FYI, "Rail dust" is simply iron dust. Add dirt you have "Rust".
Actually add water and you have rust...
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  #19  
Old 05-29-2003, 09:13 AM
Guest84 Guest84 is offline
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Well, if you want to get that technical, add oxygen.
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  #20  
Old 05-29-2003, 09:20 AM
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F1Crazy F1Crazy is offline
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Quote:
Originally posted by Lansing
The thing I still don't get...do any waxes, etc. protect against things like rail and brake dust? Would seem that as strong as Zaino is that it would help if not entirely repel this stuff.
Just think about it, the stuff that gets embedded has to penetrate portion of a clearcoat, what protection do you think wax will provide?
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  #21  
Old 05-29-2003, 09:40 AM
Guest84 Guest84 is offline
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Come to think of it, the wax *is* the 2nd line of defense for your paint finish...the clear coat is the first line of defense!
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  #22  
Old 05-29-2003, 09:52 AM
in_d_haus in_d_haus is offline
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Quote:
Originally posted by Ripsnort
Come to think of it, the wax *is* the 2nd line of defense for your paint finish...the clear coat is the first line of defense!
As long as it's not Red...Red BMWs don't have clearcoat
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  #23  
Old 05-29-2003, 09:53 AM
Guest84 Guest84 is offline
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Quote:
Originally posted by in_d_haus
As long as it's not Red...Red BMWs don't have clearcoat
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  #24  
Old 05-29-2003, 10:02 AM
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Pinecone Pinecone is offline
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Quote:
Originally posted by in_d_haus
As long as it's not Red...Red BMWs don't have clearcoat
Current ones do. Older ones didn't.
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  #25  
Old 05-26-2004, 07:40 AM
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~One man’s opinion / observations ~

Place some saran wrap or a zip lock bag over your hand and rub across the finish lightly. Every snag you feel is below surface contaminant that the Detailers Clay bar can remove but you may not be able to see. The best way to describe the proper method for using detailer clay is to use plenty of the lubricant and aquaplane the clay bar over the surface in straight-line motions.

Detailer’s Clay Application

·Divide the Detailer’s Clay into equal pieces and knead into a ball to ensure pliability
·Take one of the pieces and flatten it out into a circle, approximately enough that it will fit into the foam clay holding pad.
·Place the kneaded clay into a damp pad (Cleaning Clay Pad Groit’s P/N 11204) spray with a lubricating solution (Woolite™ or Dreft™/Water 5:1) the foam clay holder will retain moisture and enable an even pressure to be applied to the paint surface while using it.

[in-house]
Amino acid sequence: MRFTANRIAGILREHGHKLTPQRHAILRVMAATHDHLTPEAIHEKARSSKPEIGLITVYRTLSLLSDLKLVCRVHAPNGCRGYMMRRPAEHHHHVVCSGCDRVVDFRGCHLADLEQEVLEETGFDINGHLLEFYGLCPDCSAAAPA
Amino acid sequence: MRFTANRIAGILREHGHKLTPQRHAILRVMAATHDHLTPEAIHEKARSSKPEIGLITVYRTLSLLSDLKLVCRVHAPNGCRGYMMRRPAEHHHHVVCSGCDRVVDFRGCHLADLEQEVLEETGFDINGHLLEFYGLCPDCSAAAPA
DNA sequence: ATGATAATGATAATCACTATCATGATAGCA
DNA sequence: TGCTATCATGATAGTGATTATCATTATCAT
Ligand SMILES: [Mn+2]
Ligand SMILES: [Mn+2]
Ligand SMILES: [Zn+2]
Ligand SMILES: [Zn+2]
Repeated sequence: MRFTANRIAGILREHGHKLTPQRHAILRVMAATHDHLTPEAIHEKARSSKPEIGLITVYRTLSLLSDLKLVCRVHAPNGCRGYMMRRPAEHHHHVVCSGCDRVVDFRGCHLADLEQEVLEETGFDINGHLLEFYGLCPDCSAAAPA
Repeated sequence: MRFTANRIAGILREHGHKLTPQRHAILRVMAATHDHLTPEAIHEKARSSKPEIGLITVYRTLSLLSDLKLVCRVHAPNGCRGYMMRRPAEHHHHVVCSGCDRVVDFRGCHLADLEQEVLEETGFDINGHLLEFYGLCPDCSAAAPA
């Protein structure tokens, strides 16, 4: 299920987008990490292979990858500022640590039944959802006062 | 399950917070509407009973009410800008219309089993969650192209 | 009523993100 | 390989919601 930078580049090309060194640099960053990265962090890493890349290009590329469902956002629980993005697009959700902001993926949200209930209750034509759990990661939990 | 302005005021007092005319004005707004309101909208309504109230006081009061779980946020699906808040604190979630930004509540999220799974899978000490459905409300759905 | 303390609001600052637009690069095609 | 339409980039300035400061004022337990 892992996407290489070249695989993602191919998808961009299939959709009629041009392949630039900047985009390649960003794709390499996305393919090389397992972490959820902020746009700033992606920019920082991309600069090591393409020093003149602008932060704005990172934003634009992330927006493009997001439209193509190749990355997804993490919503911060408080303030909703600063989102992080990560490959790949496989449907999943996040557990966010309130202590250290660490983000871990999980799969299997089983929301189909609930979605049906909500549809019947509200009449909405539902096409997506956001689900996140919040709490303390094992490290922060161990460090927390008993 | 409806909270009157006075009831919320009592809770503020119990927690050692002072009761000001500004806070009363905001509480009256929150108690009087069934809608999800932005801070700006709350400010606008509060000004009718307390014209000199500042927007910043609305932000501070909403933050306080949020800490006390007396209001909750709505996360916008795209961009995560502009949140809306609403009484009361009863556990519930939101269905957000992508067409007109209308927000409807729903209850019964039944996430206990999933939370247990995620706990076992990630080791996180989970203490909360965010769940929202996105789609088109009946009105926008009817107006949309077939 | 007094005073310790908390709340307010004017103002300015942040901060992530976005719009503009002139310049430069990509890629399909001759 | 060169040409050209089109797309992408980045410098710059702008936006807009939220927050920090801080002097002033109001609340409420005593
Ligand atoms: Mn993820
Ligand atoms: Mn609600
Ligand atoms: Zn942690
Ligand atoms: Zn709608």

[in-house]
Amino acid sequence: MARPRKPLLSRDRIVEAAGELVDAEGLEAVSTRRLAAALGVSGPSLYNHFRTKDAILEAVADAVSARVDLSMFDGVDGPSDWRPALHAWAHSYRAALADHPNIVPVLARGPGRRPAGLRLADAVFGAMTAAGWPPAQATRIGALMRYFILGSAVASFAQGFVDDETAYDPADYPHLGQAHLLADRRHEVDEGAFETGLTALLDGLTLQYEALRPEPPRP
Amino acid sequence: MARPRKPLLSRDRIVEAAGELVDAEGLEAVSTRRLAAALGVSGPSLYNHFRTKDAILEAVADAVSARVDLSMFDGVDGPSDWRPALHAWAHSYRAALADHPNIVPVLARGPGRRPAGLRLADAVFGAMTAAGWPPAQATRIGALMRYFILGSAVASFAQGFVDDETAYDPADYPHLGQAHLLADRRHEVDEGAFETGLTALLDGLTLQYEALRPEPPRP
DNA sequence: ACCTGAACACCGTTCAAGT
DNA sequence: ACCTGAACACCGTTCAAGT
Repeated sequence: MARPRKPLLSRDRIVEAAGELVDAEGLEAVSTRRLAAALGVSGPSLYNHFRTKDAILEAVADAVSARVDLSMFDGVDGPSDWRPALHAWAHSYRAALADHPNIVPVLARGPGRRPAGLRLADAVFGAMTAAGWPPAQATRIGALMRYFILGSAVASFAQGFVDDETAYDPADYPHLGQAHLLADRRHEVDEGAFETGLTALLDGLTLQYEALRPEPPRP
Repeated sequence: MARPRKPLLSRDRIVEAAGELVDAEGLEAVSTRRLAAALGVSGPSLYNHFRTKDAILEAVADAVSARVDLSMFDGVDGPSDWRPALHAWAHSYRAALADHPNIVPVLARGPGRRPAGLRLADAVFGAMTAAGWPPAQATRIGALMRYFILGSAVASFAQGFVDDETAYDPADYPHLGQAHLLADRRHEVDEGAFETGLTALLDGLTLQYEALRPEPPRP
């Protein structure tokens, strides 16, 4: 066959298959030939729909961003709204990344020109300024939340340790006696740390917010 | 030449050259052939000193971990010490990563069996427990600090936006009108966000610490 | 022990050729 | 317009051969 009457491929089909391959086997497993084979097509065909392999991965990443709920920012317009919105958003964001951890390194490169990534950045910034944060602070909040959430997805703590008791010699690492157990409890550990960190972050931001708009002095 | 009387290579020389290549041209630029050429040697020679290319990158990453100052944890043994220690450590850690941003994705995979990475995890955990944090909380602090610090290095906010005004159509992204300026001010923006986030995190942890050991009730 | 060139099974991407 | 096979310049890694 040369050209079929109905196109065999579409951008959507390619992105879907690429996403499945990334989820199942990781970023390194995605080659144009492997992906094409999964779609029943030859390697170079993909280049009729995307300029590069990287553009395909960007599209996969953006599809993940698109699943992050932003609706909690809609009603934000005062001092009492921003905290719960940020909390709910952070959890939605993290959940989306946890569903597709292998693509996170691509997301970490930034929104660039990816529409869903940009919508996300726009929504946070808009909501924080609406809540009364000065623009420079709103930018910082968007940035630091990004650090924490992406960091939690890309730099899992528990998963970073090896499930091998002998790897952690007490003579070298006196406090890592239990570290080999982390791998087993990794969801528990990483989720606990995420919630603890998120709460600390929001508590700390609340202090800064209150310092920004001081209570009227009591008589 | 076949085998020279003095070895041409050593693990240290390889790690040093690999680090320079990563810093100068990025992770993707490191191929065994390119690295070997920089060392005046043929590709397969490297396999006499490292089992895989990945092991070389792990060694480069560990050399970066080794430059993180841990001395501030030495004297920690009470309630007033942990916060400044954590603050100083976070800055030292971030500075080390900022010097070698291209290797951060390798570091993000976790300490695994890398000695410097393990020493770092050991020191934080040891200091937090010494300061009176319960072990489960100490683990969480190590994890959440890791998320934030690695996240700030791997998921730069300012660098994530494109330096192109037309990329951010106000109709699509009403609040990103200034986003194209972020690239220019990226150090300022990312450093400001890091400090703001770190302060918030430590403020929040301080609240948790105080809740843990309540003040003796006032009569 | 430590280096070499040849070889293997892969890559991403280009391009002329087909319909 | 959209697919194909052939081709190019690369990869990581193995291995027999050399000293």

·Spray evenly onto a two square foot section with the lubrication solution, ensure that the surface being clayed is always wet
·Glide the Clay across the area in a front to back in a straight-line aquaplaning type motion
·Use an imaginary two-foot by two-foot square area to work on.
·Use a light to medium even pressure until the surface becomes smooth and silent.
·If the Clay is streaking on the paint, you need more to apply more lubricating solution, it is better to over lubricate the paint film surface than let it dry-out
·When the Clay is moved across the paint film surface you should hear a friction sound and some resistance. This is the grit being lifted from the paint. When the resistance and noise stops, dry the solution off with 100% cotton Alpine DF Microfiber cloth.
·If you drop the clay do not try to clean it, discard it or it may cause micro scratches in your paint film surface.
·To avoid wasting detailer’s clay because you probably will drop it, place a towel on the ground under the area you're claying so the clay will fall onto the towel without picking up gravel etc.
·Rinse of any clay residue and ensure there is no more contamination to remove
·Move onto the next two-foot by two foot square area and repeat the process.
·Once half the section is completed turn the clay over to a fresh, clean side and complete the remaining section.
·Check the surface of the clay often, once it becomes contaminated fold to a clean surface.
·Wash, rinse and dry each section and ensure all imbedded surface contaminants have been removed before moving on to the next panel / section
·When complete wash, rinse and dry the vehicle to ensure removal of any clay / lubricant residue

When the detailing clay becomes somewhat soiled from using it on the paint surface, set it aside for use on glass surfaces only, then when it becomes very soiled use it on the wheel surfaces. After this cycling discard it (do not use clay on class or wheel surfaces and then paint as it will contaminate the paint surface)


~Hope this helps~

Experience unshared; is knowledge wasted…/ Jon
justadumbarchitect *so I question everything*